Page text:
Category Archives: Philosophical Dog Discussions

Dog Training Consumer Rights

Dog Training Consumer Rights

Our society is filled with intelligent, thoughtful people….until an expert comes along, then we fall apart in abject wonder.  Consumer Rights help protect people from charlatans and those who mislead.  Dog Training Consumer rights appear to be weak compared to other established corners of the market.

Consider a thought experiment:  Your car is sluggish, you are loosing power; you’ve had the car for 100K km (~60K mi.).  Which of the following three mechanics would you prefer to service your car for a tune-up?

1. “I can get you that in a day or two, every car is different so it might take some extra time for yours.  A few tweaks under the hood and I’ll whip it right into shape for you no problem.  It’ll be running like new in no time!”

2. “I can recondition the electrical pulse devices within your internal combustion engine and ensure an adequate air-fuel ratio so that combustion via the electrical discharge ignites the mixture within the chamber providing sufficient exothermic reactions to provide kinetic energy needed to propel you’re vehicle.”

3. “I can change your spark plugs, if required, otherwise I’ll clean them to ensure that no built up soot or carbon is causing the power loss you’re feeling.  I’ll also check the wires to make sure that the electrics are reaching the plugs properly.  If needed, I’ll adjust the fuel injectors as well.”

The first mechanic is a bit vague; the second uses very technical almost scientific jargon difficult to understand; the third is easily  understood, and seems to convey what is required.  The third would seem the best choice.

Now, consider some Dog Trainers; what language might be best providing Informed Consent – a key to any type of treatment plan and improved consumer rights:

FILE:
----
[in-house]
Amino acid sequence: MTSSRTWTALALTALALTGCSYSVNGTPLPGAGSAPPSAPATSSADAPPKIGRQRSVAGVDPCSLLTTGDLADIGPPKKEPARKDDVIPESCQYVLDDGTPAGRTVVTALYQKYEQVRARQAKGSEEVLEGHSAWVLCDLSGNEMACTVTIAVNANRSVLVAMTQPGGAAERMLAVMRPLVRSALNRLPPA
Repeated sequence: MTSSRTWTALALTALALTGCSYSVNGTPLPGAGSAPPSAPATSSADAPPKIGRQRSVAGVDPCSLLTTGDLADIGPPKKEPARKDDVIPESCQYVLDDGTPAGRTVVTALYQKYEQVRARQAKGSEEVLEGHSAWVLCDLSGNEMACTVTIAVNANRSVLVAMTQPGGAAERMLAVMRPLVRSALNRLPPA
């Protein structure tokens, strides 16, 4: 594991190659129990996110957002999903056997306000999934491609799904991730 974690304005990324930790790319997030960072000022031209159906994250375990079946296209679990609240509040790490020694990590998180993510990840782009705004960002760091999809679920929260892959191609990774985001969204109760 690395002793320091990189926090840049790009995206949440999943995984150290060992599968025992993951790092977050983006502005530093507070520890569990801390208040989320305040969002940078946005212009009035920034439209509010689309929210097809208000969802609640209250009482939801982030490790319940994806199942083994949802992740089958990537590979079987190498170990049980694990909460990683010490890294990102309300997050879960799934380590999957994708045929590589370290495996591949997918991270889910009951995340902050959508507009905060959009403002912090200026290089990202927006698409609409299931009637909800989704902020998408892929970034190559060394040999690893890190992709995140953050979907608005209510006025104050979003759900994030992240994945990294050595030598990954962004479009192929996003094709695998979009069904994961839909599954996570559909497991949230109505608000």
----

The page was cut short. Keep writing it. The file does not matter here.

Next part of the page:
Case 1 – The dog needs some training on leash for pulling:

1a — “I’m going to get down to the dogs level and make him understand that I’m the boss and that he can’t be dominant over me.  He’ll learn to be calm, because I have a special energy that works with dogs.”

1b — “I’m going to use Positive Punishment and Negative Reinforcement and perhaps some Positive Reinforcement and Negative Punishment, on your dog.  he will find the first two aversive – that is in their definition and to avoid the aversive he will seek a behaviour to stop the application of the aversive.”

1c — “I’m going to use this device, which will cause the dog to feel annoyance at the very least, but possibly pain – these reactions are what the device was made for.  When he does what I want, I will stop using the device and the dog may do the behaviour faster next time.  Problems associated with this device and technique are that he may come to associate me, you or something else nearby with the discomfort or pain caused, and he may lash out or become fearful.   We may also need to keep using the device in order to continue to achieve the behaviour.”

Case 2: The dog is scared of things on a walk:

2a — “I’m going to talk to the dog in a gentle manner so that he understands that he is not alone in this world and together we can get him to a happy and emotionally calm state.  In time, he will understand that the spirits around him mean him no harm.”

2b — “I’m going to use Desensitization and Counter Conditioning to achieve a shift in the emotional state of the dog when he sees the stimulus that is causing his amygdala to cause him to have his reactions.  We could also try some Differential Reinforcement of an Incompatible behaviour.

2c — “We’ll use super treats right after he sees the scary thing.  We’ll start at a distance first, when he notices it, but isn’t reacting; then move closer as long as he is still comfortable.  What we’re doing is slowly changing his associations with the scary thing -he’ll learn to associate it with a good thing, the super yummy treats.  Working to closely to the scary thing might make matters worse, so we’ll keep an eye on how the dog is doing.  Let’s try this first, before we try another approach.”

Out of those 6, which do the best job at  providing enough information to achieve Informed Consent?  Hopefully 1c and 2c.  1c may sound horrific but provides the information needed.  Both explain, in simple, understandable language what is going to happen AND what fallout might occur.

Dog Training Consumer Rights are vague at best and have no specific legislative backing.  Dog trainers should be using clear, easy to understand language so the public understands what is being done to their dogs.